I was cutting some firewood today so I could smoke the meats for Christmas dinner, and found a couple of nicely spalted pecan trees. I deal almost exclusively with reclaimed heart pine, and mill it into flooring, but I know that this spalted pecan has some value. I am thinking hard about loading it up and sawing it. The main trunks are probably around 30" across and 18 to 20 feet long. The heart doesn't seem to be spalted much if any, but the sapwood is beautifully spalted.
Spalted wood is something I've never dealt with before. If you folks ran into this, how would you go about it? I don't know if I should cut it into short logs for turning, or long wide 4/4 boards, or …? Is it difficult to dry? Seems like it should be easier than green wood. Who would I market it to? I just don't want to see it go to waste, and there's a good chance I could get a fair amount more of it if I want it.
(Sawing and Drying Forum)
From contributor K:
Spalted woods are highly prized by wood turners. I wish pecan grew in NJ. I have turned spalted pecan and it's just wonderful. Turners are going to want it green, so shipping can become a problem due to weight. After cutting it to size, it is important to seal the end grain as soon as possible.
I cut some of the firewood logs into boards to see the pattern more clearly, and it has more pattern than most of what I'm seeing on the net. It's wildly colored.
I know spalted wood is not as strong or stable as regular wood. How can I tell how much is too much? There are a few spots I found that are a bit punky, but they seem to be hardening as it dries in the air. I can dig out a little with my thumbnail if I try hard enough. Most of it isn't that bad.
What I suggested to the customer was to cut the logs down the middle so they would fit on the mill. We would then cut 6/4, number each board for book-matching later, sticker ~18", weigh it down to the extreme, then see what happens. It will be 1-4 weeks before we get it sawn. Yours looks beautiful. Let us know how your marketing goes.
I don't know when you would go from calling something spalted to punky, but it will vary within the tree, so you will just have to judge for yourself. I generally think if you can dig it out with a thumbnail, it's too far gone. If your boards would hold a fastener okay, I imagine there's a good many people out there that would love to build something with it. I just wouldn't use it for a high traffic area or something like a load bearing shelf. Putting a slick finish on it may be something else.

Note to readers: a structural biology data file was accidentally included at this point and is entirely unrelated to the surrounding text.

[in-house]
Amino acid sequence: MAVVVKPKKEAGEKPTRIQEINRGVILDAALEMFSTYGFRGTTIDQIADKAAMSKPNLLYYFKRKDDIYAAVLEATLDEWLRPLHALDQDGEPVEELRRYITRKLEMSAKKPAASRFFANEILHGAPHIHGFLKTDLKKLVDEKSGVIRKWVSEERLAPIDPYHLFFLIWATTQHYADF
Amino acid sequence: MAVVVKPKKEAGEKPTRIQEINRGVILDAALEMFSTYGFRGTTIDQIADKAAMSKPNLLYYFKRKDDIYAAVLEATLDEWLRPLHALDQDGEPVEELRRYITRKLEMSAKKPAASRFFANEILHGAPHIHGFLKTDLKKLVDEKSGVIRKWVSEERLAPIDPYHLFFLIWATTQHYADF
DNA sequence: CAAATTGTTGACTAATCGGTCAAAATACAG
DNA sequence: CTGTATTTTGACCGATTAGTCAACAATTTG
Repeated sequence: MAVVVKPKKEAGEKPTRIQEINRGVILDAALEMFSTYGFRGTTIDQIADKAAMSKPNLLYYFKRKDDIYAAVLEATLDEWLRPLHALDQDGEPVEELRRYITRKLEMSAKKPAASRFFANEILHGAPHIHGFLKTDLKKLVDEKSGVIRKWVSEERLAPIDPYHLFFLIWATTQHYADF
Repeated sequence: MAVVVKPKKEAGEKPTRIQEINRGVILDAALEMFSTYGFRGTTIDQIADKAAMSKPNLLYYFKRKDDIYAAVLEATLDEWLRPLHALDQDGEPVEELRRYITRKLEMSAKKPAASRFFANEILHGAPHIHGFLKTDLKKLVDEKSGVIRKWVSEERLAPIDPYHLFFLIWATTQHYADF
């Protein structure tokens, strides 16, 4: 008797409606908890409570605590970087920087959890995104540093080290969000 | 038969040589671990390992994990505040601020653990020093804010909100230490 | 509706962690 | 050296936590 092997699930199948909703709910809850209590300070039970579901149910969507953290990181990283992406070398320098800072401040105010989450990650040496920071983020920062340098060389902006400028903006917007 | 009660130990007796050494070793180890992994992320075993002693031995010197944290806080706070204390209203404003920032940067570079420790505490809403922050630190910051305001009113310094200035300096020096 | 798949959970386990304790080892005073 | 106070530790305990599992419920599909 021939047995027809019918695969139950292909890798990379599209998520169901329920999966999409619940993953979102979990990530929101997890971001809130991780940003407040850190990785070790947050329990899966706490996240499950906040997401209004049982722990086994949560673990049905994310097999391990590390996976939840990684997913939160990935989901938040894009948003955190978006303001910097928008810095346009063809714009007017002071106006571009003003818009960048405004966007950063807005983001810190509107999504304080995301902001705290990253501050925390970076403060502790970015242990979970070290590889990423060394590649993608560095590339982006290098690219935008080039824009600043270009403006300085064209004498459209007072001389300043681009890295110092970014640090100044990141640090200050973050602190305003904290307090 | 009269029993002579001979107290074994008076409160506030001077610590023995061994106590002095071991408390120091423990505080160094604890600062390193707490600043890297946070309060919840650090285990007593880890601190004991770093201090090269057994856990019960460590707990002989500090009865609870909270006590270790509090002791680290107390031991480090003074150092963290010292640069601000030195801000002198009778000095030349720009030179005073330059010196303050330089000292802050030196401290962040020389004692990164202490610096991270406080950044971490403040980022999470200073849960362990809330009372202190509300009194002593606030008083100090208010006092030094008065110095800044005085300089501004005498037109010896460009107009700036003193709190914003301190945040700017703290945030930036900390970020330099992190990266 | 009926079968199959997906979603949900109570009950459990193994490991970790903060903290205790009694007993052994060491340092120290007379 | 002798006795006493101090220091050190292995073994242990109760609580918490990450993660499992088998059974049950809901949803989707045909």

There should be no problem with drying the material. The initial rot (spalt) has taken a lot of the tension out, so it should be easier to handle than "good" wood. We had the initial experiences of everyone with pecan. Our early efforts would have made good roller coaster wood. Then we learned to seal the ends, stick everything at about a foot to fourteen inches and put plenty of weight on top. From what we have done, I'd say sticking it close is the key ingredient for straight boards from green pecan. For sound pecan we cut on the 4/4 scale, as some areas may shrink enough to not yield planed 3/4" material if cut on the inch scale and boards wider than about 15 inches may show a little cupping.
Of course our climate is different than yours but we air dried for a while outside under an open shed roof and had a good bit of warped wood and checking. We have a forty foot shipping container and have two dehumidifiers and were going to use it as a natural kiln during the Texas summer months and put several hundred feet of green pecan in it and left the doors open to get rid of the initial rush of moisture before using the dehumidifiers. After a week it seemed to be doing well, so we just left the doors open. In three or four months we had straight boards with just about no cracks or checks at about 10-11% MC. It seems to work about as well in cool weather as warm, just slower. And the sycamore we've cut handled as well as pecan. At first we ran fans to help air circulation and then decided we didn't need them either. As I said, this is with our climate with humidity in the day of usually 30-40% and higher at night.
Pecan is sold as a hickory because it is a hickory. And you talked about wood to smoke meat. Around here there are a number of people who prefer it to mesquite. As far as pricing, we have been getting around three dollars a foot for regular pecan and from three to four bucks is what I've seen other places. From what I've seen of yours you should get more (maybe considerably more) for yours. Spalted wood is a specialty wood with a great deal of variability, so pricing is problematic. Provided yours makes structurally sound members, it puts to shame the spalted pecan I've seen listed on eBay. Hope this has been of some help.